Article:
SAN JOSE—Bounce up out of that easy chair and catch a rare “The Flying Dutchman,” for which Opera San Jose imported singers from as far away as Berlin.

You might need a seat belt, because these are big-league (and big volume) Wagnerian voices, in a small 1,200-seat theater (about a quarter the size of NYC’s Met)—a rare treat for listeners, one that few companies can afford.

In his fantasy operas Richard Wagner had the knack of creating bigger-than-life characters in 3D, who, like ancient Greeks, are driven by a harsh destiny clashing with their yearning for fulfilment or undying love. And he does it with one of his most melodious scores ever.

You could quibble with some of the characterizations, like the heroine Senta now turned into a sweet young gal instead of the woman possessed, one powered by both an image and a mystery man she had never met, namely the accursed Dutchman, doomed to sail the seas forever.

Enhancing the vitality were Ian Wallace’s uncanny mobile projections of stormy shores, icy mountains and the immense moving image of the Dutchman’s ghost ship in silhouette. This was Wagner’s earliest hit from 1843 linked with state-of-the-art stage technology.

The title role went to Berlin Opera’s Noel Bouley, a robust baritone with a good sound, fine high range and less impressive  range. The Senta of soprano Keriann Otaño rang the rafters too and produced a well-disciplined sound that was bigger than life; she also proved to be an adept and sensitive actress. The bass of Gustav Andreassen  playing her greedy sea-captain dad Daland emerged as a more sympathetic character than deserved. Their German pronunciation was quite amazing, so far from Berlin.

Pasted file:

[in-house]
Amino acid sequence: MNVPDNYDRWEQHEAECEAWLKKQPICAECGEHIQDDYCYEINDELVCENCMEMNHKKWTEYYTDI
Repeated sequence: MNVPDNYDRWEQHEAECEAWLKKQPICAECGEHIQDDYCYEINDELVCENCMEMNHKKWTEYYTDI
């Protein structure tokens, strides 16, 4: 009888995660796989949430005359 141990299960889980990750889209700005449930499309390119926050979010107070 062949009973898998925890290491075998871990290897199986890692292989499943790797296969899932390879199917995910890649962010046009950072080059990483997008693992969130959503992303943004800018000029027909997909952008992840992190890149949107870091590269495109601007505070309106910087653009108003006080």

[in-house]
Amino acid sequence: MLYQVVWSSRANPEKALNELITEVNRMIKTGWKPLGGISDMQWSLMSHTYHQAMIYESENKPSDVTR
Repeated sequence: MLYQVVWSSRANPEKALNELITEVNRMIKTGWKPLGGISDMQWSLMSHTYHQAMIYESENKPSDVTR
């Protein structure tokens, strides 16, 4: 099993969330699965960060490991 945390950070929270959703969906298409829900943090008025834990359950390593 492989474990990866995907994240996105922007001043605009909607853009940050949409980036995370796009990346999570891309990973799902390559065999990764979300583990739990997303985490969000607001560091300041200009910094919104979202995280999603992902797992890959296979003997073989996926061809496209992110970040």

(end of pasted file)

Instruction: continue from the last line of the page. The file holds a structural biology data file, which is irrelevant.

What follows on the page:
A reduced orchestra under  Joseph Marcheso  fit the compact pit of the California Theater. Of particular note was the sonorous cello section when heard Feb. 10.

You could get blown away not just by the Dutchman’s storms at sea, but also by the full-voiced sailors’ chorus, which didn’t dance but more than compensated vocally.

Remarkably, the principal singers opted for a rare iron-man (and -woman) feat, repeating their roles on Feb. 11, less than 24 hrs. later.

Brad Dalton’s stage direction was effective, though you wondered why the principals, even in love-scene duets, sang out toward the audience instead of to each other.

MUSIC NOTES—Wagner wanted the opera to be played, all 150 minutes of music, without intermission. Fortunately, he is usually overruled these days…Notes of early genius: The rousing shanty sung by the sailors early one avoids a predictable rise of a sixth between the first two notes. Instead, in this first of his many repertory operas, Wagner jumps upward a half-tone farther, immediately injecting tension and anticipation into a traditional scene.

Wagner’s opera “The Flying Dutchman,” in German, at Opera San Jose, at California Theater, S.J. Feb. 10-25. Two and three-quarters hours, one intermission. For OSJ info: (408) 437-4450 or go online.

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